The New York Times is not only considered the leading newspaper in the United States, it is also something of a bellwether of intellectual and political trends in the country. So it was noteworthy that the newspaper’s Monday opinion page feature “Room for Debate” comprised five different views on these questions: “Is Anti-Zionism merely Anti-Semitism in disguise? When does criticism of Israel become bigotry? Is rejection of the Jewish state a rejection of Jews?”
Never mind the Israel-centric nature of the questions that highlighted Israeli sentiments rather than a balance between the views of Israel and those of its critics. I still call this noteworthy because in the annals of the Israeli-Palestinian and wider Arab-Israeli conflicts, how openly and how strongly one can criticize Israeli actions against Palestinians, in particular, has become a very sensitive matter that increasingly has generated Israeli-led counter-measures to minimize such criticisms. This is because the critics of Israel’s most egregious and often illegal policies—notably occupation, colonization, mass incarceration, assassinations, and direct and indirect siege of Palestinian civilian communities—now also call for measures to deter or punish it.
Such actions have been spearheaded by the global Palestinian civil society initiative known as BDS, the initials for the proposed measures to boycott, divest investments, and sanction Israel for its mistreatment of Palestinians in three concentric circles: those living in the Israeli state as citizens, those living under Israeli occupation in the territories occupied in the 1967 war, and those who are exiled refugees living elsewhere in the region or the world.
The BDS movement has slowly been gaining strength across the United States and other parts of the world, because it has successfully projected its actions in the same spirit as the anti-apartheid sanctions against the racist South African regime half a century ago. Israelis and their friends fiercely reject these parallels, and some of them accuse the BDS movement of being simply a cover for old-fashioned anti-Semitism that rejected giving Jews equal rights as other citizens.
This battle has heated up steadily in the past decade, and has made significant gains in the heart of Western societies, rather than on their radical fringes only. Israelis became worried and started to take action in recent years, especially when some leading American mainstream churches, trade unions, and academic or professional associations signaled their willingness to sanction or boycott Israelis or foreign companies or organizations that profit from the occupation and colonization of Palestinians.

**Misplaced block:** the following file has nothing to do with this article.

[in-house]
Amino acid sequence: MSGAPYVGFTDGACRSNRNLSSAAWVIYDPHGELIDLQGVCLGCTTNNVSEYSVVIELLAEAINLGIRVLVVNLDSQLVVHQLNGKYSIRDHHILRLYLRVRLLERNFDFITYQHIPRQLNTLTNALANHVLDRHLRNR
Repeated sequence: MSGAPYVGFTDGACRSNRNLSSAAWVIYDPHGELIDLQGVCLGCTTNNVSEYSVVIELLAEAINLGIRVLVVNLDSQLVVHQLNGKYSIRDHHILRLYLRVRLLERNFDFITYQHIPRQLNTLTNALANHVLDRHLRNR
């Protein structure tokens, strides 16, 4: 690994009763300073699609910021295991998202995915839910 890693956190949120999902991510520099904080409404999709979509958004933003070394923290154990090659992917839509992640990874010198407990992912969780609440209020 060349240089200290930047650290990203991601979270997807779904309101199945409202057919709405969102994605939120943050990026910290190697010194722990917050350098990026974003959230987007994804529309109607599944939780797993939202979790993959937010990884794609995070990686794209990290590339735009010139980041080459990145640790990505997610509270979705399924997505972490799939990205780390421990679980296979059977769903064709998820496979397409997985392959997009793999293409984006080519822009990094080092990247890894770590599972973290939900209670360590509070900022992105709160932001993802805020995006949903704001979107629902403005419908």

This escalating public debate about whether criticism of Israeli policies is just disguised anti-Semitism has damaged both Israel and its critics. Israel is hurt because its policies are coming under much greater public and global scrutiny in the context of discussions about apartheid, and Palestinians and their supporters are hurt because they are being savaged with the accusation of anti-Semitism. It is important to acknowledge that anti-Semitism is among the most damning brands of villainy that exist in the world today, because of its organic link with the inhuman scale, criminality, and brutality of the Holocaust against the Jews in the 1930s and 40s. Anti-Semitism paved the way for the Holocaust, and persisted after the Nazis were defeated.
So it is a very big deal that opponents of the BDS movement resort to calling it anti-Semitic, in their vigorous attempt to shut down the escalating criticisms of Israeli policies and the parallel calls for corrective sanctions against Israel for the crimes it commits. Yet it seems now that it is even a bigger deal that the anti-Semitism accusation seems not to have achieved its aims of crushing the BDS movement, and in fact may have had the opposite effect: the question of whether one does or does not criticize/sanction Israeli policies has put a huge spotlight on those policies in the public arena around the world, rather than muted the discussion of how Israel treats the Palestinians or complies with international law. This debate has now reached the New York Times opinion pages.
In some ways, this has become the new front line of the Palestinian-Israeli conflict in the United States, and also to a lesser extent in Europe and other parts of the world. This has quickly rubbed up against the right to free speech in the United States, including the right to criticize any government’s policies and actions. It also highlights massive contradictions or hypocrisies among those who reject boycotting Israel for its harsh and often criminal acts, but advocate boycotting Iran or other states or political groups for their actions.
The simple and right answer to me is that every country’s or political group’s record should be open to public scrutiny, including Israelis, Arabs, Iranians, Americans, and others. Those that are deemed to engage in criminal or terrorist actions should be liable to sanctions, boycotts, divestment, or other such punitive actions, like those that the United States government itself routinely carries out against its foes or those whom it deems to engage in criminal behavior.
For this debate to reach the opinion pages of the New York Times is an important symbolic milestone, indicating that this is a topic that deserves public debate, rather than remaining in the realm of shadowy accusations or veiled racism, colonialism, anti-Semitism, or other such crimes that remain very much part of our world today.
Rami G. Khouri is published twice weekly in the Daily Star. He was founding director and now senior policy fellow of the Issam Fares Institute for Public Policy and International Affairs at the American University of Beirut. On Twitter: @RamiKhouri.
Copyright ©2016 Rami G. Khouri — distributed by Agence Global
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